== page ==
Pfizer discussing expedited approval pathway for vaccine with Indian govt: CEO2 min read . Updated: 03 May 2021, 07:28 PM IST
- Albert Bourla’s comments were in the context of the massive surge in covid-19 cases in the second wave
Pfizer is in discussions with the Indian government to come up with a pathway to secure an expedited approval for its covid-19 vaccines under revised regulations, the company’s chief executive officer Albert Bourla said on Monday.
“We are currently discussing with the Indian government an expedited approval pathway to make our Pfizer-BioNTech vaccine available for use in the country," Bourla said.
Bourla’s comments come on the back of the Indian government last month allowing fast-track emergency authorisations for covid-19 vaccines that have already been authorized by one of four foreign drug regulators—US Food and Drug Administration, UK Medicines and Healthcare products Regulatory Agency, Japan’s Pharmaceuticals and Medical Devices Agency and European Medicines Agency—or the World Health Organization (WHO). This made vaccines by Pfizer, Moderna and Johnson & Johnson eligible under the process as each has an emergency authorisation.
However, even under the new norms, vaccines that are eligible for use in India will have to start a local bridging trial within 30 days of getting the authorisation. They will also have to conduct a safety review for the first week on 100 vaccinees before mass rollout.
Bourla’s comments were in the context of the massive surge in covid-19 cases in the second wave.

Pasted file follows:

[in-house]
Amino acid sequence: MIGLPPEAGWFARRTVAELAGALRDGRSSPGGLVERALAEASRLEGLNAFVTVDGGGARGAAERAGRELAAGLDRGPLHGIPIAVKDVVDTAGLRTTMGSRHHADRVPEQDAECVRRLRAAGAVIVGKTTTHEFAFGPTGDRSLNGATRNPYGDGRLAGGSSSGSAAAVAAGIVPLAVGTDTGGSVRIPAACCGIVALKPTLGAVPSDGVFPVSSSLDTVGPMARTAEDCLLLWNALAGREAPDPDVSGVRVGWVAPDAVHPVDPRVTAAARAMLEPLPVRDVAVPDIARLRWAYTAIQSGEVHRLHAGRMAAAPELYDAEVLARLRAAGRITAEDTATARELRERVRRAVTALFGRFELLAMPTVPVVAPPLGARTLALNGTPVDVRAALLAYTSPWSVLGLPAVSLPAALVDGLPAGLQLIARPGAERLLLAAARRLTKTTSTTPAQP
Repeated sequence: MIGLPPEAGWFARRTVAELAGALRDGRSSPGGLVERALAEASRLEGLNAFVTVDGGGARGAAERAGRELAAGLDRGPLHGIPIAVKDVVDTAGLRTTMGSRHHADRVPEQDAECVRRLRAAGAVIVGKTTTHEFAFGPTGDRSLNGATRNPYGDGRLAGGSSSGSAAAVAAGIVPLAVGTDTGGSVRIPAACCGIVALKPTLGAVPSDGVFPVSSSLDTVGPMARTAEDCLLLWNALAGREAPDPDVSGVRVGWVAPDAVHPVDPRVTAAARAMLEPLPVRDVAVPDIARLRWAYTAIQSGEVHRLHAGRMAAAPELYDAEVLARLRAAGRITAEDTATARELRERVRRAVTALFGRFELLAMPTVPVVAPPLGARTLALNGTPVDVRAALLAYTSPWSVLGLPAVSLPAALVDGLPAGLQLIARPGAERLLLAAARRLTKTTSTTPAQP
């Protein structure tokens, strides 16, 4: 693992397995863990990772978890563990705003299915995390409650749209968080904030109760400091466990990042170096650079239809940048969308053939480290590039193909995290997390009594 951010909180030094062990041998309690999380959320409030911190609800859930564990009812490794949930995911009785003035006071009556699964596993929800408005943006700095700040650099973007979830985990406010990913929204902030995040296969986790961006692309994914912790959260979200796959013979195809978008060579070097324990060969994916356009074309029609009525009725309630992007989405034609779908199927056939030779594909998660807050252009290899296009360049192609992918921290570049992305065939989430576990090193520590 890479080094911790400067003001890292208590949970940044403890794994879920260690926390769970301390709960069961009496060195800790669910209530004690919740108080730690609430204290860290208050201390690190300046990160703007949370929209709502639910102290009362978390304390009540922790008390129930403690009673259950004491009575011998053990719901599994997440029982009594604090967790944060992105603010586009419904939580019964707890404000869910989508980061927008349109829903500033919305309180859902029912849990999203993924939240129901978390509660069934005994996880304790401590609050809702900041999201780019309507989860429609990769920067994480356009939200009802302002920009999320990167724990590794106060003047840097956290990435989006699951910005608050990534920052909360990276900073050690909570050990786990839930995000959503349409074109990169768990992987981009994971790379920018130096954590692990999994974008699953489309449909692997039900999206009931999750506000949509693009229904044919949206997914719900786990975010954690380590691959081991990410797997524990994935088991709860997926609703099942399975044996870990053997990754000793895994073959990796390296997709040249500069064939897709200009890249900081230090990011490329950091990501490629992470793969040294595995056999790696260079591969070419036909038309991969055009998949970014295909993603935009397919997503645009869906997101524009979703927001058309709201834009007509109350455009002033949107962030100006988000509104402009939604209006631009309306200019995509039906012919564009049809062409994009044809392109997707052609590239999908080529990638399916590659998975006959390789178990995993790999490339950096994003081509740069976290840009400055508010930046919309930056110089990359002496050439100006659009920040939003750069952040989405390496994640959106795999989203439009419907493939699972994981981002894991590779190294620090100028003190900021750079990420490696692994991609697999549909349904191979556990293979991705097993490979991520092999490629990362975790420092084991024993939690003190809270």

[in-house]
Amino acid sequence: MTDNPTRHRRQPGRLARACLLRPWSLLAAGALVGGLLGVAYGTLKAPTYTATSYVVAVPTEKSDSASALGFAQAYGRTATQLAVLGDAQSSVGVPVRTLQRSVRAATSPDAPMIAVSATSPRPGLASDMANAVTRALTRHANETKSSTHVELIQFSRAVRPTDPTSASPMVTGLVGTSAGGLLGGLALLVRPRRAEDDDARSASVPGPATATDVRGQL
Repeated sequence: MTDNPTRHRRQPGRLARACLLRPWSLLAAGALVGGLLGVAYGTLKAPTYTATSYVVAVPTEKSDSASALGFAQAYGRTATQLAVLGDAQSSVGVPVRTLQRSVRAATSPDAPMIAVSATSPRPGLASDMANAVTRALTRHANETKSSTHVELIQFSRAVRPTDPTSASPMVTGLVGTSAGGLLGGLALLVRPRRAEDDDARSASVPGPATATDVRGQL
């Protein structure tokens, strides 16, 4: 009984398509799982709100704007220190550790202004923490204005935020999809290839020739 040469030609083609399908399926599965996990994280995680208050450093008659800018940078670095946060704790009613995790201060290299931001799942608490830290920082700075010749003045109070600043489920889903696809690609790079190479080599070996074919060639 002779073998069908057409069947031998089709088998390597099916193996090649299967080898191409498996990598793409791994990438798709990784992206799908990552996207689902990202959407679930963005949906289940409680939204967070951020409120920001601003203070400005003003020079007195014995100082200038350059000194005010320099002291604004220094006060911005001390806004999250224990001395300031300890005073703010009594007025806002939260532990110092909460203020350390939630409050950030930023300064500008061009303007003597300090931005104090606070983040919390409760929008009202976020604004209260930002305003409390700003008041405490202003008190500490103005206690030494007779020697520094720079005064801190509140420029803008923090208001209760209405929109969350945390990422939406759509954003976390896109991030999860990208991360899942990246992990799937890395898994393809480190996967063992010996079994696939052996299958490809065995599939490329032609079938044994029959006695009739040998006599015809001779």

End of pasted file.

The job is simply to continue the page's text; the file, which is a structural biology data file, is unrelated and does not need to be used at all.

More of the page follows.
“We are committed to being a partner in India’s fight against this disease and are quickly working to mobilize the largest humanitarian effort in our company’s history," Bourla said in a letter to the company’s employees in India, adding that the company is also immediately rushing in medicines worth $70 million from US, Europe and Asia which could benefit “hundreds of thousands of patients across India over the next 90 days".
Pfizer was the first company to apply for an emergency authorisation for its vaccine in India. However, due to lack of adequate data on the local population, the subject expert committee of the Indian regulator asked the pharmaceutical giant to conduct a local bridging study to prove that the messenger RNA vaccine, the latest technology in vaccine technology, was similarly safe and effective in the Indian population as it was in the US, where majority of its global trial was conducted.
Apart from SEC’s directive, the company also faced significant headwind from the Indian government, with some officials saying that the issue of storing the vaccine at -70 degree Celsius was not feasible in India. Besides, the vaccine was priced at $19.5 ( ₹1440) per dose in the US, and while the company said that it would offer its vaccine at a lower price in India, negotiations with the government did not make much headway. Subsequently, Pfizer withdrew its application in early February.
After the change in regulations last month, Pfizer issued another statement expressing its interest in supplying to the government its mRNA vaccine.
In a statement on 23 April, Pfizer said that it has offered to supply its vaccine to the Indian government at a “not-for-profit" price as part of its strategy to provide distinct prices for the vaccine based on the economic profile of the country.
“For India, Pfizer has offered a not-for-profit price for its vaccine for the government immunization programme. We continue to be in discussions with the government and remain committed to making our vaccine available for deployment in India’s immunization programme," a Pfizer spokesperson said in a statement on Thursday.
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